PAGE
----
There's good news and bad news in the world of cybersecurity, according to a report released on Tuesday.
The "2017 Trustwave Global Security Report" [registration required] examines trends over 2016 in the areas of cybercrime, data breaches and security. The era of acting defensively is over. It is time to approach cybersecurity proactively, the report stated.
The 88-page study, which compiled real-world data from hundreds of breach investigations the company conducted in 2016 across 21 countries, determined that while intrusion detection and breach containment times saw improvement, the prognosis was not so positive for other threats, particularly malvertisements, which became cheaper, and malicious spam, which rose in volume.
The median number of days from an intrusion to detection of a compromise saw a drop to 49 days in 2016 from 80.5 days in 2015, the study determined. And, once detected, targeted organizations contained breaches relatively quickly.
However, intrusion containment remained stagnant with negligible movement from last year's figures.
As far as the landscape on data breaches, North America led in data breaches, with nearly half (49%) of data breaches under study by Trustwave occurring in North America, while 21% were in Asia-Pacific, 20% in Europe, Middle East and Africa, and 10% in Latin America. The retail industry was the hardest sector hit, with 22% of incidents, followed closely by the food and beverage industry, at nearly 20%.
The study also detected a big rise in POS breaches, with attacks on corporate and internal networks rising from 22% in 2015 to 31% in 2016. Again, most attacks affected North American enterprises, with Trustwave positing that the figure was owing to the fact that EMV payment card adoption has lagged in this region behind the rest of the world.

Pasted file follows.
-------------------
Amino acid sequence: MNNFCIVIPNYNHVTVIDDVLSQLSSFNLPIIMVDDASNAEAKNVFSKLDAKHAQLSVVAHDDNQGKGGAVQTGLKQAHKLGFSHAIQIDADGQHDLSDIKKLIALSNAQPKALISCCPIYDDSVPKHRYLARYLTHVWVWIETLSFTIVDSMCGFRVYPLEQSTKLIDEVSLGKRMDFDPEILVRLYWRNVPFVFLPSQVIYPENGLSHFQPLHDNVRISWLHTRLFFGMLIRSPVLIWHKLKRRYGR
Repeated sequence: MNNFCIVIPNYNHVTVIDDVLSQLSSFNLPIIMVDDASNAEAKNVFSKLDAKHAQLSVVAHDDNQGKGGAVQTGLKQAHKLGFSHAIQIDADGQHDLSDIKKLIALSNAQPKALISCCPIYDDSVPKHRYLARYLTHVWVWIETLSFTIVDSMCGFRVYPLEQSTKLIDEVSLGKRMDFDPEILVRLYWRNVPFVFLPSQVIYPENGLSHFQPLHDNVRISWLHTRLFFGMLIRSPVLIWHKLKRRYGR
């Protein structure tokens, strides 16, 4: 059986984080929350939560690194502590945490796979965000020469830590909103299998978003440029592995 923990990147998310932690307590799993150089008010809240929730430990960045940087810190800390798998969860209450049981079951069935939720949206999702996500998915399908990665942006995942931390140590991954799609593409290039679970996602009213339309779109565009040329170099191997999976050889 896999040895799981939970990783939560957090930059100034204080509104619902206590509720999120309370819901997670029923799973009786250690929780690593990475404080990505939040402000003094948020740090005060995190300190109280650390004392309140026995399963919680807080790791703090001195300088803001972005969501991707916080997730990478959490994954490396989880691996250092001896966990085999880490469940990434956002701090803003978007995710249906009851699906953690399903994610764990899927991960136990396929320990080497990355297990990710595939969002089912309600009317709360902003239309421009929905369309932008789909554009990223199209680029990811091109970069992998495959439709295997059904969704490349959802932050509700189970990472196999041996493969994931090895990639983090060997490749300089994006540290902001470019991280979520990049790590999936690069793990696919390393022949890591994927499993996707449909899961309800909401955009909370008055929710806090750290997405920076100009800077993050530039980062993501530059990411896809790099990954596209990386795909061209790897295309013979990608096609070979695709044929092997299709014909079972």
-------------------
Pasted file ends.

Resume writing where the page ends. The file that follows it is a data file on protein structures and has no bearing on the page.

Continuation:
And, not surprisingly, cyberthieves are after payment card data: More than half of the incidents investigated targeted payment card data – card track (aka magnetic stripe) data, at 33% of incidents, primarily came from POS environments. Card-not-present (CNP) data, at 30%, mostly came from e-commerce transactions. Financial credentials, including account names and passwords for banks and other financial institutions, accounted for 18% of incidents, followed by other targets.
Another key trend the researchers observed was a decrease in the price for malvertisements: In 2016, the estimated cost for cybercriminals to infect 1,000 vulnerable computers with malvertisements was only $5 -- less than $.01 per vulnerable machine. Malicious advertising remains the number one source of traffic to exploit kit landing pages.
"It appears companies are starting to take security more seriously with the median number of days from intrusion to detection decreasing from 80.5 days in 2015 to 49 days in 2016," Brian Hussey, VP of cyber threat detection and response at Trustwave's SpiderLabs, told SC Media on Tuesday. "While promising, it is just a start. The world is changing rapidly, and cybercriminals are adapting to it more quickly than legitimate organizations in some cases."
The most significant report findings, Hussey added, are related to the number of zero-day vulnerabilities exploited in the wild targeted at Adobe Flash Player, Microsoft Internet Explorer and Microsoft Silverlight. "Applications are also more vulnerable than ever with nearly 100% of all tested applications displaying at least one vulnerability."